PI7 Custom Color Swatches

Have you ever wished you could save a set of custom colors, such as skin tones or landscape colors, so that you could use them over and over again? This tutorial shows you how to do it. The PI7 Color Panel lets you save custom colors for painting and for filling selections or objects. A quick and easy way to get realistic, harmonizing colors is to select them from an existing image, then save the colors as Swatches. Click the Color Panel button (arrow) in the Panel Manager, which runs vertically along the right side of the work space.

color panel

When the Color Panel opens, click the Swatches tab. Unless you've already been experimenting with color swatches, the default swatches will appear. To create your own custom color swatches, click the right facing arrow and choose Clear Swatches.

clear swatches

This option will clear out the default swatches, reverting to a "blank slate" that you can fill with your own color swatches.

no color swatches visible now

Open up an image with colors that you'd like to "sample" for your custom colors. For this tutorial, click the Browse Manager button (arrow) to open the Browse Manager. Browse to your PI7 Samples folder and select Gift Store.JPG. Double click on its thumbnail, or right click and select Open.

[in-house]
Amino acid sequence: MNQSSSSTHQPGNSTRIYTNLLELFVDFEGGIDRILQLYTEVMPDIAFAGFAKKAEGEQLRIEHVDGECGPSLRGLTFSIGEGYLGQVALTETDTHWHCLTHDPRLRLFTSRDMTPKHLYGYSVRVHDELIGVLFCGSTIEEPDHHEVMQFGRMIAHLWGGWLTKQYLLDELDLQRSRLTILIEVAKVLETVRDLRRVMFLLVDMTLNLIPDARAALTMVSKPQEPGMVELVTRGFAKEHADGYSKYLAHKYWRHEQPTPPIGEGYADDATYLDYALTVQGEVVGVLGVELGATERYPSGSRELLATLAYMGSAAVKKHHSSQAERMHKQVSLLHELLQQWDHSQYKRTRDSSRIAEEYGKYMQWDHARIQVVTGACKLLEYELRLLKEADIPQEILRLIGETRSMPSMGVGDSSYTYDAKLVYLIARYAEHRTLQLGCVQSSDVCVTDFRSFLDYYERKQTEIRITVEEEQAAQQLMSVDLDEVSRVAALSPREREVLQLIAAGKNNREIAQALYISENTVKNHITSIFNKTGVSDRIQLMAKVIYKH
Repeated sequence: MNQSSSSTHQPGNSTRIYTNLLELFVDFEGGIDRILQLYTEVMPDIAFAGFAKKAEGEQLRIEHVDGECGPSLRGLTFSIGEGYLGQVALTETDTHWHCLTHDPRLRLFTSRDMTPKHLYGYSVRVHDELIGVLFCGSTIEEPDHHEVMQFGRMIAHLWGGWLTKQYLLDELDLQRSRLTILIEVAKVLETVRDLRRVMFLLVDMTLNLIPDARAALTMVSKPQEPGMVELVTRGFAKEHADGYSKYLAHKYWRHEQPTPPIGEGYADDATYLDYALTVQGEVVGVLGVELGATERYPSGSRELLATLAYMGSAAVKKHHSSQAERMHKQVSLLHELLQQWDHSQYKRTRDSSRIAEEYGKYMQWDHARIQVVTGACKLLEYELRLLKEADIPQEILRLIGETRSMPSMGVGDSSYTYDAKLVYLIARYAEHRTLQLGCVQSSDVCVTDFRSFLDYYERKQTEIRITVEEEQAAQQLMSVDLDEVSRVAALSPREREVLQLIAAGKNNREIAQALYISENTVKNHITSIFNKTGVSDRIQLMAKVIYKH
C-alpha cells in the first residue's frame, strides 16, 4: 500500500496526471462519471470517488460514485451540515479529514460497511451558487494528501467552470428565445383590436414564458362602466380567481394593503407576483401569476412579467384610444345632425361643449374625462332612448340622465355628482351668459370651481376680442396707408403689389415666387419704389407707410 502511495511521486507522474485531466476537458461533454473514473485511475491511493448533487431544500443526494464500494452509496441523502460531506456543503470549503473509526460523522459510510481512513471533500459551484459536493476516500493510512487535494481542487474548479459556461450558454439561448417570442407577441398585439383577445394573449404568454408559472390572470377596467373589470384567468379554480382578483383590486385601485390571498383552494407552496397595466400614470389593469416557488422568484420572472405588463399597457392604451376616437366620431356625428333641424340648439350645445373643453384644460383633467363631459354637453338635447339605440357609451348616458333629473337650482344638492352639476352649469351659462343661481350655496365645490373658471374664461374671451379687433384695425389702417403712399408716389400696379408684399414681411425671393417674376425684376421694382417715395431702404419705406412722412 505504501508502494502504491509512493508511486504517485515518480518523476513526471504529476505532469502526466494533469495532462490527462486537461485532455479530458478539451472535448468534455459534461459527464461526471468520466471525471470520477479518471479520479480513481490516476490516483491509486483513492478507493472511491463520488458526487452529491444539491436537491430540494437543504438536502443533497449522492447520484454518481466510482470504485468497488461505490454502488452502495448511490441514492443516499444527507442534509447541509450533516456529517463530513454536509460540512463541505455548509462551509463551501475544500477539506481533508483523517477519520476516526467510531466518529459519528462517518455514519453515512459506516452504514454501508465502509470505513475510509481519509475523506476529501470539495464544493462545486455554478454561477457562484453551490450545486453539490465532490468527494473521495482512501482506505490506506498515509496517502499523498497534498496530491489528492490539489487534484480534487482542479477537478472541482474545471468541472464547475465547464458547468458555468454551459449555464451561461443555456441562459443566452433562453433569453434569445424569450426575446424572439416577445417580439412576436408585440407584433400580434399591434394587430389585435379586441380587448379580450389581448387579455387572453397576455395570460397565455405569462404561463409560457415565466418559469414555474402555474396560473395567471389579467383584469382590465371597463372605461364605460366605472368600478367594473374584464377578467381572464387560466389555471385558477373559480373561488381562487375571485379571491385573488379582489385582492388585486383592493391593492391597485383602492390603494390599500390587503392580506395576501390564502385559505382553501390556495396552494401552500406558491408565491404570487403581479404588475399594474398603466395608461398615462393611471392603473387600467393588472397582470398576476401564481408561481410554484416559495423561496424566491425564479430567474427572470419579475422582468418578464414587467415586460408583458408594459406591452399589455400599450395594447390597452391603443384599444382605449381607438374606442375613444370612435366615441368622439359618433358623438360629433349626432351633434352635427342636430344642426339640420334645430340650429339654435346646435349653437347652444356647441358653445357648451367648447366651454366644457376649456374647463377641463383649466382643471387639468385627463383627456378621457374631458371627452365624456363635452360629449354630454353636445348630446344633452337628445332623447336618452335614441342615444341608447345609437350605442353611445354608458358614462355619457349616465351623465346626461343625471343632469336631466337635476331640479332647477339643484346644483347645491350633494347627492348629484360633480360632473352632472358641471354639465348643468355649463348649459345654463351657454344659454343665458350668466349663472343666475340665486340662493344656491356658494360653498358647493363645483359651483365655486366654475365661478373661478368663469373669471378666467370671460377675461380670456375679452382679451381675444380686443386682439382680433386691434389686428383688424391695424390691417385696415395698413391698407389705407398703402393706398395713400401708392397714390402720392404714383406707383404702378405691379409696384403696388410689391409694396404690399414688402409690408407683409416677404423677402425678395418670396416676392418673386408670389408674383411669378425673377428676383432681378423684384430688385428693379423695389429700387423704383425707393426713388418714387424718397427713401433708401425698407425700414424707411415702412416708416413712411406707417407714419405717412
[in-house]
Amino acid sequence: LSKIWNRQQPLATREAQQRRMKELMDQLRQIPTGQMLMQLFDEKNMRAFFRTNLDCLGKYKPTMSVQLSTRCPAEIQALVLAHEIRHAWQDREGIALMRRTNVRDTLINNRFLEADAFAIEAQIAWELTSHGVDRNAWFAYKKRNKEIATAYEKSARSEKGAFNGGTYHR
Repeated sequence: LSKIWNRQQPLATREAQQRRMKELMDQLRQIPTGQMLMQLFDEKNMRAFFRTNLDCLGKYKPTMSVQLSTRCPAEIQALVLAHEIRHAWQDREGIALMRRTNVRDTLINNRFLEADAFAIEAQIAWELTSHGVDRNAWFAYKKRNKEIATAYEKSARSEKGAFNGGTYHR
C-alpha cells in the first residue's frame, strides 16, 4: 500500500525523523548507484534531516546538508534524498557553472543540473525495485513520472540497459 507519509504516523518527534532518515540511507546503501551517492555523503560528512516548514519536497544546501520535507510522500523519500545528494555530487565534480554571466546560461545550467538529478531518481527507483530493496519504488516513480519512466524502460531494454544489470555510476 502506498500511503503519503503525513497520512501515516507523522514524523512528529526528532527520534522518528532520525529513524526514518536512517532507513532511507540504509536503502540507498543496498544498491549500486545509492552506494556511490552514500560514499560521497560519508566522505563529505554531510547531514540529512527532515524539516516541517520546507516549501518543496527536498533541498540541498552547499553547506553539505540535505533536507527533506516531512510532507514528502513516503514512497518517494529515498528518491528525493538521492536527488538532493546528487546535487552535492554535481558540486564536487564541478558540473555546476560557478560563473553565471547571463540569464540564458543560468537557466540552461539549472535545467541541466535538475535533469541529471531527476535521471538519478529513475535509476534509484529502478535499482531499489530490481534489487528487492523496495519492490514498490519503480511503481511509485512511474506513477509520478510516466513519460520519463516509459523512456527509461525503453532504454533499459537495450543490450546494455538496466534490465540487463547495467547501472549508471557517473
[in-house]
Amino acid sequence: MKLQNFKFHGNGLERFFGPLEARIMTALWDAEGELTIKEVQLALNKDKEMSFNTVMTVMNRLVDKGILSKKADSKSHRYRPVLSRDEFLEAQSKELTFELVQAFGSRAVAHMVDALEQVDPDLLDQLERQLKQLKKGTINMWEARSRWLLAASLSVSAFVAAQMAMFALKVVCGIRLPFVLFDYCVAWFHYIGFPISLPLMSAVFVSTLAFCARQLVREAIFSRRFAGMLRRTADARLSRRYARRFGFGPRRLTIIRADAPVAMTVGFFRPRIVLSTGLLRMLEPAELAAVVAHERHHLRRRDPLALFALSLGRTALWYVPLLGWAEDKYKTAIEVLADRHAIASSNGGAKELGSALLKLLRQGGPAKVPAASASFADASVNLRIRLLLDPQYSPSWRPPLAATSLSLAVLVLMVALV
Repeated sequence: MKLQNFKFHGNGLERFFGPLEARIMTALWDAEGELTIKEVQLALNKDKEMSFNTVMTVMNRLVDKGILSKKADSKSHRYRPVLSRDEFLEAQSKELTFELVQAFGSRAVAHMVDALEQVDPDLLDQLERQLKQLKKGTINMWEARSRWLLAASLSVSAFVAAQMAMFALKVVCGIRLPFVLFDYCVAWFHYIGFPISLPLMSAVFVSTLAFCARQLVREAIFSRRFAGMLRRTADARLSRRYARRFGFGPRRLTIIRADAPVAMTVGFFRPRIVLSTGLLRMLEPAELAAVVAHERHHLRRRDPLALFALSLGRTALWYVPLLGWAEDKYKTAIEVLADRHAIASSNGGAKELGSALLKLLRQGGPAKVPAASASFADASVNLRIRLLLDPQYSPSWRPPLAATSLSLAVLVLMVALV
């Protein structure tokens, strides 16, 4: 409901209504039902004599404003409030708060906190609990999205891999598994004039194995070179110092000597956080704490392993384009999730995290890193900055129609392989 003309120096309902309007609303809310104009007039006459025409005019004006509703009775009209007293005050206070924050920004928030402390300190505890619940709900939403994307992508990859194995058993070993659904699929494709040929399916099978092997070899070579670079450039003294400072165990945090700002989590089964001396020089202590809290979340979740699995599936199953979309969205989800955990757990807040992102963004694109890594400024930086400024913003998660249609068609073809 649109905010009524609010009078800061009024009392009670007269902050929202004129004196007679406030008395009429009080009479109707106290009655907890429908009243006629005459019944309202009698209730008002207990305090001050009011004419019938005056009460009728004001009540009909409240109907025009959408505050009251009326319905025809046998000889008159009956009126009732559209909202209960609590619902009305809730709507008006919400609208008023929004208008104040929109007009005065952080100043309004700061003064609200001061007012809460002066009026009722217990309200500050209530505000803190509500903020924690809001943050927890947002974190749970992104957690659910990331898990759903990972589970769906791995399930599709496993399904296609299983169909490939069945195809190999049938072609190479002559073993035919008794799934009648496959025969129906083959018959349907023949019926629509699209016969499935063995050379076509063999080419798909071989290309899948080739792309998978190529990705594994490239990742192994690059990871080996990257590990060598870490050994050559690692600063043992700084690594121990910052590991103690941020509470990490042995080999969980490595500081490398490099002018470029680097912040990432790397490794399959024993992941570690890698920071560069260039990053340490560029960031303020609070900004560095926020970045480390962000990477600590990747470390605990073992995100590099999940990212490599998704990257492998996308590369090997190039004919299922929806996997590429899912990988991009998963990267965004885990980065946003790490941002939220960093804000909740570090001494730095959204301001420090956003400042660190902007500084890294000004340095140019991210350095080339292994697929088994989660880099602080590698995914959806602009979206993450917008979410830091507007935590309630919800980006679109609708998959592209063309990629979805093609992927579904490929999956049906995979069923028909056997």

open Browse Manager

Hit Ctrl+1 to show the image at full size. Most likely you will have to use the scroll bars or the Global Viewer (in the lower right corner of the image window) to view all the parts of the image. Now that the image is open, close the Browse Manager by: (1) clicking the X in the upper right corner; or (2) clicking the Browse Manager button again to toggle it off.

Select the Eyedropper tool from the Tool Panel, which runs vertically along the left side of the work space. To select colors from the image, click on an interesting color.  For example, select a nice muted green from the area circled in the screen shot below. Notice how that color shows up as the current Foreground color, with a box around it.

click Eyedropper on a color to select

Click the Add New Swatch button (arrow), and you'll get the Add New Swatch dialog box. It lists the RGB and HSB values of the color. If you want to edit either of these values, you can do so now. For example, you might want to add a bit more green or blue to the color. Note also that you can give the color a descriptive name, or just go with the default letter and number assigned by PI7. I decided to name this color "soft green."

name color swatch

Click OK to close the dialog box. You'll see that the color swatch has been added to the Color Panel. Click on the color swatch to select it. As soon as it's selected, the other two icons in the lower left corner of the Color Panel will appear in color. They let you Edit or Delete a selected color swatch. Position your cursor over a color and a little pop-up box will appear with the color's name, RGB and HSB values.

select a color to display its properties